Westpac Life Insurance Services Limited v Mahony (No 2) [2017] FCA 277

File number:

QUD 271 of 2016



Date of judgment:

21 March 2017


COSTSwhere money has been paid into Court pursuant to s 215 of the Life Insurance Act 1995 (Cth)applications for costs orders before entitlement to policy has been established


Federal Court of Australia Act 1976 (Cth), s 43

Life Insurance Act 1995 (Cth), s 215

Cases cited:

DSE (Holdings) Pty Limited v InterTAN Inc [2004] FCA 1251

Date of hearing:

Determined on the papers

Date of last submissions:

21 December 2016




General Division

National Practice Area:

Commercial and Corporations


Commercial Contracts, Banking, Finance and Insurance

Insurance List



Number of paragraphs:


Counsel for the Applicant:

Mr M J May

Solicitor for the Applicant:

Cooper Grace Ward Lawyers

Solicitor for the First Respondent:

Mr G F Jongkind of Jongkind Frank & Co

Solicitor for the Second Respondent:

Ms J A Gahagan of Gahagan & Associates

Counsel for the Third Respondent:

Mr P Goodwin

Solicitor for the Third Respondent

Carswell & Company


QUD 271 of 2016






First Respondent


Second Respondent


Third Respondent




21 MARCH 2017


1.    The sum of $2750 be paid to the second respondent out of the sum paid into the Court by the applicant upon the filing of these proceedings.

2.    The sum of $2000 be paid to the third respondent out of the sum paid into the Court by the applicant upon the filing of these proceedings.

Note:    Entry of orders is dealt with in Rule 39.32 of the Federal Court Rules 2011.



1    Reasons for judgment were handed down in this matter on 2 September 2016: see Westpac Life Insurance Services Limited v Mahony [2016] FCA 1071. Orders in accordance with those reasons were made on 9 December 2016 and 13 December 2016.

2    The present reasons should be read in light of the relevant background to the proceedings as set out in the earlier reasons. Briefly put, the applicant (Westpac Life Insurance Services Limited) sought declarations pursuant to s 215 of the Life Insurance Act 1995 (Cth) (the Act) in respect of the sum of $150,000 paid into Court upon the filing of the application commencing the proceedings.

3    Section 215 of the Act reads:

215 Power to pay money into Court

(1) A life company may pay into the Court any money payable by the company in respect of a policy for which, in the company’s opinion, no sufficient discharge can otherwise be obtained.

(2) Payment of the money into the Court discharges the company from any liability under the policy in relation to the money.

(3) Any money paid into the Court under this section is to be dealt with according to the order of the Court.

(4) This section has effect subject to the Rules of the Court.

4    The affidavit evidence prepared by the applicant satisfied me at that time that no sufficient discharge of the policy issued by the applicant to Louis Mahony and Lainie Coldwell as joint policy owners and lives insured could be obtained otherwise than by paying the money into Court.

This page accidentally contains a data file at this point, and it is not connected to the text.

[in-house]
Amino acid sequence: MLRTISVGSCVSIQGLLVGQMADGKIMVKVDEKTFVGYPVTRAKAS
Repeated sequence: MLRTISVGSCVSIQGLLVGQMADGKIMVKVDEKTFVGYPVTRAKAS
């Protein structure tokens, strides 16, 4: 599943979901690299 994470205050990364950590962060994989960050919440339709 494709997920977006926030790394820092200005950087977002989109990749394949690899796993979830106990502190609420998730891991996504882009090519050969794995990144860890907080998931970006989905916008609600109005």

5    For this reason, I made the declarations sought by the applicant, including that the sum of $150,000 in respect of the relevant policy was paid into Court pursuant to the provisions of s 215(1) of the Act. I also made an order that $20,000 be paid out of that sum to the applicant in payment of its costs of and incidental to the application; and, subject to such deduction, the money paid into Court be held in accordance with further order of this Court pending determination of the person or persons entitled thereto. The applicant was excused from further attendance until further order of the Court.

6    The parties were afforded the opportunity of opposing the making of those orders, but did not do so. The second respondent requested by correspondence, however, that a further order be made to provide that the second respondent’s costs of and incidental to the application be paid to her on an indemnity basis out of the funds paid into Court.

7    The solicitor for the litigation representative of the third respondent initially objected to the making of an indemnity costs order in favour of the second respondent. Subsequent correspondence to the Court dated 3 February 2017 then indicated that this objection had been withdrawn.

8    It is to be recalled that the second respondent, Ms Patricia Marlene Coldwell, is the executor of the estate of the late Lainie Coldwell, while the third respondent, Ms Dakota Mardell Mahony, as represented by her litigation representative, Mr Athol Butler, is the daughter of the late Ms Coldwell and Mr Mahony.

9    In light of the second respondent’s request and the third respondent’s early opposition to it, I directed both parties to make short written submissions on the question of costs that arose. Upon receipt of such submissions, I decided to make the orders set out below on the papers. These are my reasons therefor.

Power of the court to make costs orders